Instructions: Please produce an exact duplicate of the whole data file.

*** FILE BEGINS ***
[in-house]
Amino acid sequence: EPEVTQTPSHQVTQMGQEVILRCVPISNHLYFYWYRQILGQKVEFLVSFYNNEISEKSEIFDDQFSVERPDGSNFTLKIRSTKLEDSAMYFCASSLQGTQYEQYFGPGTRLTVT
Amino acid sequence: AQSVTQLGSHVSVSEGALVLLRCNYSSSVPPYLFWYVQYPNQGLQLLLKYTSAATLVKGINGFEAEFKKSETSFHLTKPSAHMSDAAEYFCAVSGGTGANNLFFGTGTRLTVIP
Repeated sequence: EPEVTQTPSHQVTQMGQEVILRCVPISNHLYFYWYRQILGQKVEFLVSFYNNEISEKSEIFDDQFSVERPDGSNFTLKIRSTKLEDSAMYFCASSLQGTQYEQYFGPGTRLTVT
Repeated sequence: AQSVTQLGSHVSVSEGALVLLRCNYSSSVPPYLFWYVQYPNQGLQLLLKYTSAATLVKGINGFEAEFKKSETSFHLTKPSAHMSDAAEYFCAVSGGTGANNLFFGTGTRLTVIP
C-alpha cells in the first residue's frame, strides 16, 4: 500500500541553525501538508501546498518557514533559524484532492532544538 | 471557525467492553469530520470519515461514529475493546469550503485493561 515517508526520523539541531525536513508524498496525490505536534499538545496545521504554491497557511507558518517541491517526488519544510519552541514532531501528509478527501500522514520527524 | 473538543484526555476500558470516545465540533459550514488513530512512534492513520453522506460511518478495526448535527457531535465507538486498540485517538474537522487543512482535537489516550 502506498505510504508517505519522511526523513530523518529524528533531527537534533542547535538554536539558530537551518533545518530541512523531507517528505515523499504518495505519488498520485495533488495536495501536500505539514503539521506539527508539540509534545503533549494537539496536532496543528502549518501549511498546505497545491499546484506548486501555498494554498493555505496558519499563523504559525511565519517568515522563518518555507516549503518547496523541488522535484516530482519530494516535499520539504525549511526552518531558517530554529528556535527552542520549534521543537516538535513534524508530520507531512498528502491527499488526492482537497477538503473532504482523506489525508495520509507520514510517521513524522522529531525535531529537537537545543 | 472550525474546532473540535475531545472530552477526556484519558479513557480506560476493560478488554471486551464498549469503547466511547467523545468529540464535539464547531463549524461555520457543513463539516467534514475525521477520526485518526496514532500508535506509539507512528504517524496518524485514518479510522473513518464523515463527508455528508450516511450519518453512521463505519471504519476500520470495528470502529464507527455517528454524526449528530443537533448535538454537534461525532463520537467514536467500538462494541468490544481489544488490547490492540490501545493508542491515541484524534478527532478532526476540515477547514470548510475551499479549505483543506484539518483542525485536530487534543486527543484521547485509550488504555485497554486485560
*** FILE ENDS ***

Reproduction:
[in-house]
Amino acid sequence: EPEVTQTPSHQVTQMGQEVILRCVPISNHLYFYWYRQILGQKVEFLVSFYNNEISEKSEIFDDQFSVERPDGSNFTLKIRSTKLEDSAMYFCASSLQGTQYEQYFGPGTRLTVT
Amino acid sequence: AQSVTQLGSHVSVSEGALVLLRCNYSSSVPPYLFWYVQYPNQGLQLLLKYTSAATLVKGINGFEAEFKKSETSFHLTKPSAHMSDAAEYFCAVSGGTGANNLFFGTGTRLTVIP
Repeated sequence: EPEVTQTPSHQVTQMGQEVILRCVPISNHLYFYWYRQILGQKVEFLVSFYNNEISEKSEIFDDQFSVERPDGSNFTLKIRSTKLEDSAMYFCASSLQGTQYEQYFGPGTRLTVT
Repeated sequence: AQSVTQLGSHVSVSEGALVLLRCNYSSSVPPYLFWYVQYPNQGLQLLLKYTSAATLVKGINGFEAEFKKSETSFHLTKPSAHMSDAAEYFCAVSGGTGANNLFFGTGTRLTVIP
C-alpha cells in the first residue's frame, strides 16, 4: 500500500541553525501538508501546498518557514533559524484532492532544538 | 471557525467492553469530520470519515461514529475493546469550503485493561 515517508526520523539541531525536513508524498496525490505536534499538545496545521504554491497557511507558518517541491517526488519544510519552541514532531501528509478527501500522514520527524 | 473538543484526555476500558470516545465540533459550514488513530512512534492513520453522506460511518478495526448535527457531535465507538486498540485517538474537522487543512482535537489516550 502506498505510504508517505519522511526523513530523518529524528533531527537534533542547535538554536539558530537551518533545518530541512523531507517528505515523499504518495505519488498520485495533488495536495501536500505539514503539521506539527508539540509534545503533549494537539496536532496543528502549518501549511498546505497545491499546484506548486501555498494554498493555505496558519499563523504559525511565519517568515522563518518555507516549503518547496523541488522535484516530482519530494516535499520539504525549511526552518531558517530554529528556535527552542520549534521543537516538535513534524508530520507531512498528502491527499488526492482537497477538503473532504482523506489525508495520509507520514510517521513524522522529531525535531529537537537545543 | 472550525474546532473540535475531545472530552477526556484519558479513557480506560476493560478488554471486551464498549469503547466511547467523545468529540464535539464547531463549524461555520457543513463539516467534514475525521477520526485518526496514532500508535506509539507512528504517524496518524485514518479510522473513518464523515463527508455528508450516511450519518453512521463505519471504519476500520470495528470502529464507527455517528454524526449528530443537533448535538454537534461525532463520537467514536467500538462494541468490544481489544488490547490492540490501545493508542491515541484524534478527532478532526476540515477547514470548510475551499479549505483543506484539518483542525485536530487534543486527543484521547485509550488504555485497554486485560